Mike and Debbie Pogue operate the family-run Sunset Motel in Moriarty. Photographs by Mary Robnett.
THE SUNSET MOTEL, IN MORIARTY, lays claim to the title of New Mexico’s only Route 66 hotel still owned by the original family. Mike Pogue was there even before the motel’s 1959 beginning. As a grade-schooler, he spent evenings laying bricks for the 18-room motor court with his brother and dad. After Bill Pogue died of cancer in 1972, his wife, Elaine, ran the business alone. Eventually Mike purchased it from his mother, hired managers to run it while building a career, and helped the Sunset Motel survive when many stops along the Mother Road failed. With original wood paneling, exposed block, and recovered and restored midcentury modern furniture, the once-again hip motel appeals to a new wave of Route 66ers.
When my brother and I came home from school, my dad would tell us to go sweep the motel’s sidewalk.
In the early days, we didn’t have air-conditioning. People would come sit outside in the evenings to cool off. What Dad was really saying was “Go meet the world. They’re all sitting outside in Moriarty.”
When I graduated from the University of New Mexico, I wanted to go to New York. I took a job with Price Waterhouse accounting firm.
The motel was for sale for a couple of years. A local banker called me up and said I had a responsibility to my family to take over the business. I told him if he’d loan me the money, I’d buy the hotel. He did, so I did.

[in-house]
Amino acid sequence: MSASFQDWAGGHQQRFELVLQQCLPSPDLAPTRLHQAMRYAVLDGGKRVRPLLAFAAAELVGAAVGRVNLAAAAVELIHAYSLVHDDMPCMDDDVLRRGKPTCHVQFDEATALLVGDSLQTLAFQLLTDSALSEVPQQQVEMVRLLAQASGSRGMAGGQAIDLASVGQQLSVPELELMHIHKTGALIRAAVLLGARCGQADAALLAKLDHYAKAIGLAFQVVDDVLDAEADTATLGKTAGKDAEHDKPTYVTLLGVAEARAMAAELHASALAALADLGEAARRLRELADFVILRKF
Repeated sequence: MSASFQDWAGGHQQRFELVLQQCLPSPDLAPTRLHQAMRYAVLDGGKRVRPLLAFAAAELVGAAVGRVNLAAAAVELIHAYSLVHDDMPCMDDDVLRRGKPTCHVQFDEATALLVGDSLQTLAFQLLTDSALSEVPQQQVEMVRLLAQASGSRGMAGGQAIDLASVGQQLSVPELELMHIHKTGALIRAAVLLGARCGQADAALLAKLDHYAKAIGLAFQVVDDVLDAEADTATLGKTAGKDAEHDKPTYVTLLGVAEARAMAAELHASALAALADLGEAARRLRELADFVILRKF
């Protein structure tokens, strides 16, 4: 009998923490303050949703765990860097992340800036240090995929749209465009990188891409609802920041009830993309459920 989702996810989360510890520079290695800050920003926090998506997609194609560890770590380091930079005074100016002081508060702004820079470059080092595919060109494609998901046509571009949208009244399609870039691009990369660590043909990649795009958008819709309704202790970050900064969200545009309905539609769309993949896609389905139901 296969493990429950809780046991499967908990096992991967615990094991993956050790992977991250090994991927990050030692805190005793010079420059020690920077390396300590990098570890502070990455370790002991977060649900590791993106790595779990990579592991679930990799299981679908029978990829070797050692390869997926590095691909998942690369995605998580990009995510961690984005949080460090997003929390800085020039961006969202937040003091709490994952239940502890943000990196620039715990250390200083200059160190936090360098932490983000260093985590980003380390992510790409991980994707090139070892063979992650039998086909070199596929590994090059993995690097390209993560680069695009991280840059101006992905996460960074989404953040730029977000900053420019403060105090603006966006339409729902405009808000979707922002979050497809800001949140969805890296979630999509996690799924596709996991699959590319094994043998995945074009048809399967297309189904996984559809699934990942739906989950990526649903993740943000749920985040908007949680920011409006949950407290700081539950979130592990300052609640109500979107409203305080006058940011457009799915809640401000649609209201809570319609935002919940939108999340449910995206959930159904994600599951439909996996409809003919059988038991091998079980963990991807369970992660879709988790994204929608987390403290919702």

I called up my mom and told her we got full asking price for the motel.
The motel lost money for 20 years. Independent hotels didn’t fare necessarily well in the mid- to late 1970s. People wanted indoor courtyards and a swimming pool. There were oil embargoes, and gas stations were closed on Sundays. People weren’t road tripping. A lot of the roadside motels closed during that time.
There were times we charged $16 a night for a room and were glad to get it. I was a partner at a Wall Street firm in New York by then, so I was able to do that.
It all changed with the internet. It allowed people to find us on their own by looking at places like Expedia, Booking.com, and Google. It let people read the reviews we’d earned.
After we ran out of kids to raise in Northern California, where we were living and working, we decided to come back. We moved back to Moriarty in 2010 to take over daily operations.
I was raised in the hospitality business. We try to treat everyone as family.
Our neon is not original. We took the sign down in the eighties, and it was stolen. I found a picture of the original hanging on the wall of a guitar shop in Austin. Maybe we’ll get it back one of these days.
My wife, Debbie, designed our new neon sign. She’s had a successful career as an illustrator.
Since we moved back, I’ve been called away frequently to continue my work with my network integration company in Sausalito, California. I basically turned to Debbie and said, “Here’s the keys. Good luck.”
By golly, she did it. She really enjoys managing the hotel.
Route 66 takes travelers back to a time in America when the world was on the move.
It appeals to a new generation. College kids can afford it. They share the cost of gas, camp out half the time, and split a room every few days. And they get to see the country.
I’ve had a wonderful career. I’m selling off the company I built in California to the employees. I teach yoga at Bhava Yoga Studio, in Albuquerque. And I get to sit at the hotel’s front desk and meet new friends.
SEE FOR YOURSELF
Check out the Sunset Motel and book your stay.